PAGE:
This project began as a winter walk around a barren, dulse-strewn tidal plain on Grand Manan, the largest of New Brunswick, Canada’s rocky islands in the Bay of Fundy. Over the decades, local lobstermen constructed a vast, interconnected network of containment ponds there, standing like stockades on a cobble and sand plain that emerges waterlogged from the sea with every ebb tide. Freshly caught lobsters are kept alive in these holding ponds until market time. At low tide, the wooden walls and tall poles that demarcate the rectangular ponds tower high in the air.
On clear and windless days the quiet ponds left behind by the retreating water become surreal reflecting pools; their slatted walls appear to float in the reflected sky. Water trickles underfoot, always on the move. After the tide turns and the sea rushes in again, all that protrudes from the surface of the bay are the forlorn tops of the weatherbeaten, walled-in pens.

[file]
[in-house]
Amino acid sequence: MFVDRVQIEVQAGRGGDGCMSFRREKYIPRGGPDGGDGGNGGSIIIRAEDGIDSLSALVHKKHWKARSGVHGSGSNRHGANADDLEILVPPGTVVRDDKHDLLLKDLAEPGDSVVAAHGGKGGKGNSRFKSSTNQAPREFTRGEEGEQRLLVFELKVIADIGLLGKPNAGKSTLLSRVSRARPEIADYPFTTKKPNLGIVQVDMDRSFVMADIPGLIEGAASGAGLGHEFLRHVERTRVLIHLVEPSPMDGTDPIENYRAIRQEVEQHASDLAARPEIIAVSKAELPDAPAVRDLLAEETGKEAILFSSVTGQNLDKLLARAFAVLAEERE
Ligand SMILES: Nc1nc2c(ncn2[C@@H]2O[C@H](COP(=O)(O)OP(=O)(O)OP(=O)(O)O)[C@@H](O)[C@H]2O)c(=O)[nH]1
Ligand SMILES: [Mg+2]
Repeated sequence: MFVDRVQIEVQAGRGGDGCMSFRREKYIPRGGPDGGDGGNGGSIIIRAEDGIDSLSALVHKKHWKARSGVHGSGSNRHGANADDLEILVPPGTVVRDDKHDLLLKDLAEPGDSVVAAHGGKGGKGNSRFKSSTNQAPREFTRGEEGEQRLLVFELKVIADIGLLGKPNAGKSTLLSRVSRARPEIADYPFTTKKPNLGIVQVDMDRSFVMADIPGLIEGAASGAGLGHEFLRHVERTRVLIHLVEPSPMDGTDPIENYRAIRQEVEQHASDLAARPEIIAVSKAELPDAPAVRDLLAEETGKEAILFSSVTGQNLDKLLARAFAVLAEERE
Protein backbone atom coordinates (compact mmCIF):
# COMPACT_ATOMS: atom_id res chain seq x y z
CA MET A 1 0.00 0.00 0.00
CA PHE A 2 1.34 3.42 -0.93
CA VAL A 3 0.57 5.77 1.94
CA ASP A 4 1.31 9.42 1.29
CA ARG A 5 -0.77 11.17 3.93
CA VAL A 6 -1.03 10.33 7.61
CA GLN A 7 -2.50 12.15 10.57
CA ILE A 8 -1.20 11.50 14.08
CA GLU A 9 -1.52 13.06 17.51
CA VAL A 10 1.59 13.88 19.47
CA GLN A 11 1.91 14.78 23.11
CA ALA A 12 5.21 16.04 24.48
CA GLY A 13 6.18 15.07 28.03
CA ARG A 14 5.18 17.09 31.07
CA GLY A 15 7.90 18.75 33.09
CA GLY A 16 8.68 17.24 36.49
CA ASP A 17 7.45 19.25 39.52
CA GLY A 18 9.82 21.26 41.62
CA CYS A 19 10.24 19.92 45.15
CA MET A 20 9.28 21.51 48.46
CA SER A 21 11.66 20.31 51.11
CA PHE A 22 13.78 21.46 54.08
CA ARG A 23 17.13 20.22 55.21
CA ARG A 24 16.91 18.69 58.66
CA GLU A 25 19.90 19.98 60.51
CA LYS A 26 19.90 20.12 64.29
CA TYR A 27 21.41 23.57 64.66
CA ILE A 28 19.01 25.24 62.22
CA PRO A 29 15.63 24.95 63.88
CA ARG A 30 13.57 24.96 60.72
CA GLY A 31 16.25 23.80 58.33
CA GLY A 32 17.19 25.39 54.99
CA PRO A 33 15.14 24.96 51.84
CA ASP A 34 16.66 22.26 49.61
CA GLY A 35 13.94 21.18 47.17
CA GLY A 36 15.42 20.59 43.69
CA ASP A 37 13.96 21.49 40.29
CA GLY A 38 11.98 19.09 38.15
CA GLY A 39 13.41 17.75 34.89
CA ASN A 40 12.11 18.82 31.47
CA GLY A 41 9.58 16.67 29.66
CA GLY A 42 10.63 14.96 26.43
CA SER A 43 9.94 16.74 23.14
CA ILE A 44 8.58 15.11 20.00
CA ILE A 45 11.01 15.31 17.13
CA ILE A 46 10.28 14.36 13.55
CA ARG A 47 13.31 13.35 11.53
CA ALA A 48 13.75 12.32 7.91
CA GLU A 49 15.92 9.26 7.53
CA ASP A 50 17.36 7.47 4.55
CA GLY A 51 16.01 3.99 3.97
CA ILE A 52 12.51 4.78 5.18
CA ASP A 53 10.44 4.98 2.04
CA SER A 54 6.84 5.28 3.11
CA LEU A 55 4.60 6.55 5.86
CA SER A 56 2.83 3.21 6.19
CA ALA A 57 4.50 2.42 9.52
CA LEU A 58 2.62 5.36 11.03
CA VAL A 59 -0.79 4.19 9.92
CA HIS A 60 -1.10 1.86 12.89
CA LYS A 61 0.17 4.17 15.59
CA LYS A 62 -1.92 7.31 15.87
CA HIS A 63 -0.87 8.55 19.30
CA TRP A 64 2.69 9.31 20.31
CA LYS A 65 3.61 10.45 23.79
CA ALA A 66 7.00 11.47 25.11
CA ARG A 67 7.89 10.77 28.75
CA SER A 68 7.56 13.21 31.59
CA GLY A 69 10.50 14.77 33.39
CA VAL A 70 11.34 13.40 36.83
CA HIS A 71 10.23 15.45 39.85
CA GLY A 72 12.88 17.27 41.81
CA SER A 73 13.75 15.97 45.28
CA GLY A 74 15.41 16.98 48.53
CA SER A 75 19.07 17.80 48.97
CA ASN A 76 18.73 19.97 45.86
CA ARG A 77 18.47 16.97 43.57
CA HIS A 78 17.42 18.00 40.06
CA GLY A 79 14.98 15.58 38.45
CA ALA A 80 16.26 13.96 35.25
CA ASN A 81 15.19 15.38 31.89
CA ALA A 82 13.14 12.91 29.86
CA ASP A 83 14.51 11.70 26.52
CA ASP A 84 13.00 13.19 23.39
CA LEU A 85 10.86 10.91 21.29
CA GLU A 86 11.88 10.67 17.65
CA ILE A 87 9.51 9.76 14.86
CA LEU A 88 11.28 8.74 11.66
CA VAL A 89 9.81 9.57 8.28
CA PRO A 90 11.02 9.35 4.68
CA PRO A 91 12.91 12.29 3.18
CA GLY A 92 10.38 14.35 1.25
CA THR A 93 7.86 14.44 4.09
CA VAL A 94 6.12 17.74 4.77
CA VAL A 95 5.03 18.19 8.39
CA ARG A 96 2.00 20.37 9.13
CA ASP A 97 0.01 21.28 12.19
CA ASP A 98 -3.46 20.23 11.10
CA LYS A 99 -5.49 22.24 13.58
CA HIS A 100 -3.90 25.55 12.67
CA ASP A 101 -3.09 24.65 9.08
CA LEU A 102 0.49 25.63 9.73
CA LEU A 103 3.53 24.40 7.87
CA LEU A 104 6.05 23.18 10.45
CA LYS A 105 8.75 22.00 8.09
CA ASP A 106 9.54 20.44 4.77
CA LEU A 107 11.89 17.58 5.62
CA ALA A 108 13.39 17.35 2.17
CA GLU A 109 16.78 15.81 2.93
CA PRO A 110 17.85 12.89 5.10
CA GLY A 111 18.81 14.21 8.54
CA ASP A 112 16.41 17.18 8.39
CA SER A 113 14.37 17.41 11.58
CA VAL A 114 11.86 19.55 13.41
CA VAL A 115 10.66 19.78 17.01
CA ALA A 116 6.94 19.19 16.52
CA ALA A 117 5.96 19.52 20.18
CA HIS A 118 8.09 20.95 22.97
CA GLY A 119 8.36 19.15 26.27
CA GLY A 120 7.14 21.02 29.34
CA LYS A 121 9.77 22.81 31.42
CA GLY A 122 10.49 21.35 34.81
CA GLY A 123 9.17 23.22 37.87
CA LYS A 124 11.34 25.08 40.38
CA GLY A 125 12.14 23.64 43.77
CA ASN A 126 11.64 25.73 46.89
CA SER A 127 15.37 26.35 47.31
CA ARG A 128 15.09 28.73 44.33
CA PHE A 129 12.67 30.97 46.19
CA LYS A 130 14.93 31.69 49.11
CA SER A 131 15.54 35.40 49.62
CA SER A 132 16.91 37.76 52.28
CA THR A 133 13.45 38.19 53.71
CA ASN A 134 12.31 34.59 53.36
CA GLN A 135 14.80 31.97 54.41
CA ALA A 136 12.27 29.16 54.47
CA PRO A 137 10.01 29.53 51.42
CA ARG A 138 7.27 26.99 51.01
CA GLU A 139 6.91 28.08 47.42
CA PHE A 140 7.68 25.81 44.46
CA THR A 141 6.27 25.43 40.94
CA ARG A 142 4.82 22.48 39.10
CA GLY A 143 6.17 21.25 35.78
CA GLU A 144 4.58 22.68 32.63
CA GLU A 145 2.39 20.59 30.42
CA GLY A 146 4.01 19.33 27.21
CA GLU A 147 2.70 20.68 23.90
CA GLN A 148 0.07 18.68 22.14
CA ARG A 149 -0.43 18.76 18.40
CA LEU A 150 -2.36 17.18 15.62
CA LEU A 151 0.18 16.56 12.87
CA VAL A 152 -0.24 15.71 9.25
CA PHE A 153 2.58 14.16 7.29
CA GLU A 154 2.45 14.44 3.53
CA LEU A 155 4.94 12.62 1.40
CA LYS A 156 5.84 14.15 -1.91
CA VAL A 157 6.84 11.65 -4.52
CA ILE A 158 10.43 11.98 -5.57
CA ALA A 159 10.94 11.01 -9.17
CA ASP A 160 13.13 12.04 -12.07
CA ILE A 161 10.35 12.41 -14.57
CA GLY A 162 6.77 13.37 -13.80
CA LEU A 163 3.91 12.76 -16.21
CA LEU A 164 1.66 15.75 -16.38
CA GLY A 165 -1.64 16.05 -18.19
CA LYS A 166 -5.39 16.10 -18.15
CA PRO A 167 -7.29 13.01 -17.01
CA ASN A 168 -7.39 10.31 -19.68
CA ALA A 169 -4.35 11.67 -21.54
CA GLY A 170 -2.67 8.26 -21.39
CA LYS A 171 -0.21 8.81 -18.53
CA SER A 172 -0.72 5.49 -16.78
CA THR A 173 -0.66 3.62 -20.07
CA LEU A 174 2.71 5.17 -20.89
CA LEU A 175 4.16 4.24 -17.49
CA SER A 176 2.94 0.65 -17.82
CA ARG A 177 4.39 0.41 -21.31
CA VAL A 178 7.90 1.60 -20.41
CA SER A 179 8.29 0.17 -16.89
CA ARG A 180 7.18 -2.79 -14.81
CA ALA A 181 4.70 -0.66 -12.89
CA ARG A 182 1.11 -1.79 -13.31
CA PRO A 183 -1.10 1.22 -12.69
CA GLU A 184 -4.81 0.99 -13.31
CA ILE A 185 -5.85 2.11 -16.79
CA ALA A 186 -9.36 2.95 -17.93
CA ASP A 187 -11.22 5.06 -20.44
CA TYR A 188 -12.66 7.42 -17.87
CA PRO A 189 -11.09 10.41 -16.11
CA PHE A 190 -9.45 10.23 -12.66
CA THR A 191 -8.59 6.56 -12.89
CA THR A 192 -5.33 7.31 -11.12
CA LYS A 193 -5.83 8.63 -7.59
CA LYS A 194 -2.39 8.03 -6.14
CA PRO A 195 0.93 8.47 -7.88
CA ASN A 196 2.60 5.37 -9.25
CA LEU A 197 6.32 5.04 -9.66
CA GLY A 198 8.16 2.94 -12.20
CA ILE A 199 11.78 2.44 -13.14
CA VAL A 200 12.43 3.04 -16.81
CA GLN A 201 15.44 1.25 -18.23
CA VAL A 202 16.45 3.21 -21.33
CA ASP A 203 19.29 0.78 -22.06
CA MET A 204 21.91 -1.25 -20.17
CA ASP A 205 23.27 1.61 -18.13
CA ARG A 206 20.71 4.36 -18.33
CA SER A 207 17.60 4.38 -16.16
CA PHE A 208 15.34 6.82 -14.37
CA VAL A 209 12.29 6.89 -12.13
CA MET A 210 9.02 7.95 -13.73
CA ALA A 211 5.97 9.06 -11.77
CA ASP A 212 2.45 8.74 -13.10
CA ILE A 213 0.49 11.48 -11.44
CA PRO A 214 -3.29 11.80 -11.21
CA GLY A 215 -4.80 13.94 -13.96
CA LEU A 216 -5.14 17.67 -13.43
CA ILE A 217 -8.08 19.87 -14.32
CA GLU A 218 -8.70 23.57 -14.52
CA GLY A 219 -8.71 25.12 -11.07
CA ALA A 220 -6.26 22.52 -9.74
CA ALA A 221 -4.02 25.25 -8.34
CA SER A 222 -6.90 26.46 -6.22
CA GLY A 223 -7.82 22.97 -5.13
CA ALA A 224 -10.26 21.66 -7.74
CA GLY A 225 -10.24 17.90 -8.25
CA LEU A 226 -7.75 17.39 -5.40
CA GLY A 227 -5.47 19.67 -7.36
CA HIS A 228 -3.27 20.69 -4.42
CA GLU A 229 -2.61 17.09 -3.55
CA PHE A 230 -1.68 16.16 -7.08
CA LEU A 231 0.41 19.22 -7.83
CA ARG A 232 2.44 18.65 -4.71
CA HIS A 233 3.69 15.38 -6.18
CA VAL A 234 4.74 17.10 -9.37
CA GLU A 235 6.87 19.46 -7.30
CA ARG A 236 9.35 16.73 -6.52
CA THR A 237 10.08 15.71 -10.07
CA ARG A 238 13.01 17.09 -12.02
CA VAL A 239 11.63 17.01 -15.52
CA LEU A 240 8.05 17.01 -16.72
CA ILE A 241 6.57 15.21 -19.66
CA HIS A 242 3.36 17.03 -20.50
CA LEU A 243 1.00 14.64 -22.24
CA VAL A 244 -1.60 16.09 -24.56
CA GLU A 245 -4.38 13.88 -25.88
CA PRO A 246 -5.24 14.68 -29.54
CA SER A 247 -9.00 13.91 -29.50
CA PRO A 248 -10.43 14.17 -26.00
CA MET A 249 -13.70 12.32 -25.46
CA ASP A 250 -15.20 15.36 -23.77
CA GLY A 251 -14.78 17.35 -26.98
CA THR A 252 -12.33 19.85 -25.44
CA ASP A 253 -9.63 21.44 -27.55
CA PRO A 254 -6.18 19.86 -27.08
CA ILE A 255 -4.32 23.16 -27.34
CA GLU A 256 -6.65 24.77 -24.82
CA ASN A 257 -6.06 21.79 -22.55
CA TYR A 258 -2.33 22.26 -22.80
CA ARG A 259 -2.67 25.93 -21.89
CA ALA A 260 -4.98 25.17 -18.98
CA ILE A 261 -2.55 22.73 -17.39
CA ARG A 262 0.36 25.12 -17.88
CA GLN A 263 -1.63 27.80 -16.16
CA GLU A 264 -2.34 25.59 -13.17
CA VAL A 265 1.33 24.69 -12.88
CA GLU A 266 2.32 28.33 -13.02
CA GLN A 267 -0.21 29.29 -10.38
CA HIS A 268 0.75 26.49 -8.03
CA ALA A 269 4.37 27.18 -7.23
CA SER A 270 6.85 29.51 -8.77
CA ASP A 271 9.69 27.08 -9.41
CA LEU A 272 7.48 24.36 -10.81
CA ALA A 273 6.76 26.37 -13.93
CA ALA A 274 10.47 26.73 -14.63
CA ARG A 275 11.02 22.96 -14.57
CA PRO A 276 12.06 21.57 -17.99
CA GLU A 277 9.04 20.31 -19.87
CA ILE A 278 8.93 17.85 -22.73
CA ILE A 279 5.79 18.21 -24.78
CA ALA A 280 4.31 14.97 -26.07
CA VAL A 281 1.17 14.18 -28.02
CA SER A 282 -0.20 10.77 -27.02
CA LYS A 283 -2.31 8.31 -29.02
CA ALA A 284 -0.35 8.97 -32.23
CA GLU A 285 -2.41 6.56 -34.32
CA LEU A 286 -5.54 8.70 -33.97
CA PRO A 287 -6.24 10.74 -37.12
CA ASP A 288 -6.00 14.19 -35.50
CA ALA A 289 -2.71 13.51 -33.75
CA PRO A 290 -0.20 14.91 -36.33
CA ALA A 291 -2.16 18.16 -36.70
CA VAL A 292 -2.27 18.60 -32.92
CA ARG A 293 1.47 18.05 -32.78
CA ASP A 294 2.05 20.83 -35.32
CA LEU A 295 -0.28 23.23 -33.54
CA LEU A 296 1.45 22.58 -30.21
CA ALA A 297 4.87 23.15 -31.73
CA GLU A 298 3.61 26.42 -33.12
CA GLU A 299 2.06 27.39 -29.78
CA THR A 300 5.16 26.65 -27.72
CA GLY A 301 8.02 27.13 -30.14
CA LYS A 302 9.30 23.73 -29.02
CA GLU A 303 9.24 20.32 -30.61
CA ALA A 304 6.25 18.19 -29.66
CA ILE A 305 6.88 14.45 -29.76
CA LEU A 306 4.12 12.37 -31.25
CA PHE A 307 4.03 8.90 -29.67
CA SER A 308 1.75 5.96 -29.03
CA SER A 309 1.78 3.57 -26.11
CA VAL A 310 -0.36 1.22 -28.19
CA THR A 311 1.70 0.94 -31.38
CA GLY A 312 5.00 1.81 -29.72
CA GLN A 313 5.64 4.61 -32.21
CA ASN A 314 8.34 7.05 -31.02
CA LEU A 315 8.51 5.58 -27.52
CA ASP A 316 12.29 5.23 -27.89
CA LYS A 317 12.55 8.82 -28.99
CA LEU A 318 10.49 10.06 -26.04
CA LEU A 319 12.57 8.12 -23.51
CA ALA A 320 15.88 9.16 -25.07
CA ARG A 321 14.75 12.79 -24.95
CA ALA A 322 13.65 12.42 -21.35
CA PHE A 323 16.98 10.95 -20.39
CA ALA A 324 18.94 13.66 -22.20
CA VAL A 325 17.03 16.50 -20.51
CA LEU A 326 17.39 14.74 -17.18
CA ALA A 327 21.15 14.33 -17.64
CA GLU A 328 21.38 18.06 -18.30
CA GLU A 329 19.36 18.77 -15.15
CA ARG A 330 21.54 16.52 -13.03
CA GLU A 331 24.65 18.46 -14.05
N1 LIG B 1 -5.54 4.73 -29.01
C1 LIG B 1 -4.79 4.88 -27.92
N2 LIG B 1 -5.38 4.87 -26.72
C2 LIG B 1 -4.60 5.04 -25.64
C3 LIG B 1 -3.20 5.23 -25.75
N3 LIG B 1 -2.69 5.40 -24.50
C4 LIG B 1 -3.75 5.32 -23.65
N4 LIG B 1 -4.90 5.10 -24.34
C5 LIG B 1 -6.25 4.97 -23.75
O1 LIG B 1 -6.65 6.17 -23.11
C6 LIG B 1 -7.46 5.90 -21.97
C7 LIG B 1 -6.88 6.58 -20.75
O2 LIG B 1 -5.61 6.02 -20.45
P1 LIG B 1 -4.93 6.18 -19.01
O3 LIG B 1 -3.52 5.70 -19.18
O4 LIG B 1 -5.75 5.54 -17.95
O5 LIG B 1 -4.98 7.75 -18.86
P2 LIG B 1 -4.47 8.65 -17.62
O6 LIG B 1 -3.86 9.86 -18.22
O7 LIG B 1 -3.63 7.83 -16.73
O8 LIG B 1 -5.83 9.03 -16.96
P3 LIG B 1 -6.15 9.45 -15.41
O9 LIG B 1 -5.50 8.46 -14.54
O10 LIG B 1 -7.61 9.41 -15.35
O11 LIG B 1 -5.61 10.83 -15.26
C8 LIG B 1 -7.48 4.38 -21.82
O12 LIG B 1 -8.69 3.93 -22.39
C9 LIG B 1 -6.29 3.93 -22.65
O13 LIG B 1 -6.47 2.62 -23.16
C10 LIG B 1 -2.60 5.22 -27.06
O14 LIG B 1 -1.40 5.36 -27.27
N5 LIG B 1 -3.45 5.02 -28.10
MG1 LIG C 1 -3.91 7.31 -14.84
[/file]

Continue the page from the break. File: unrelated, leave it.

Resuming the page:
That December afternoon, a chill wind sizzled through the vertical wooden slats draped in seaweed, rope and netting, adding a treble-tone to the mental music I heard: a faint, repeating, patterned loop of low drones, clicks and snippets of song.
pigment prints dimensions variable 2010
Lobster Flatsphrases of randomized text are central elements in the published book.
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30 x 40 inch Lobster Flats prints in the studio prior to exhibition in 2011
© 2020 Tim Trompeter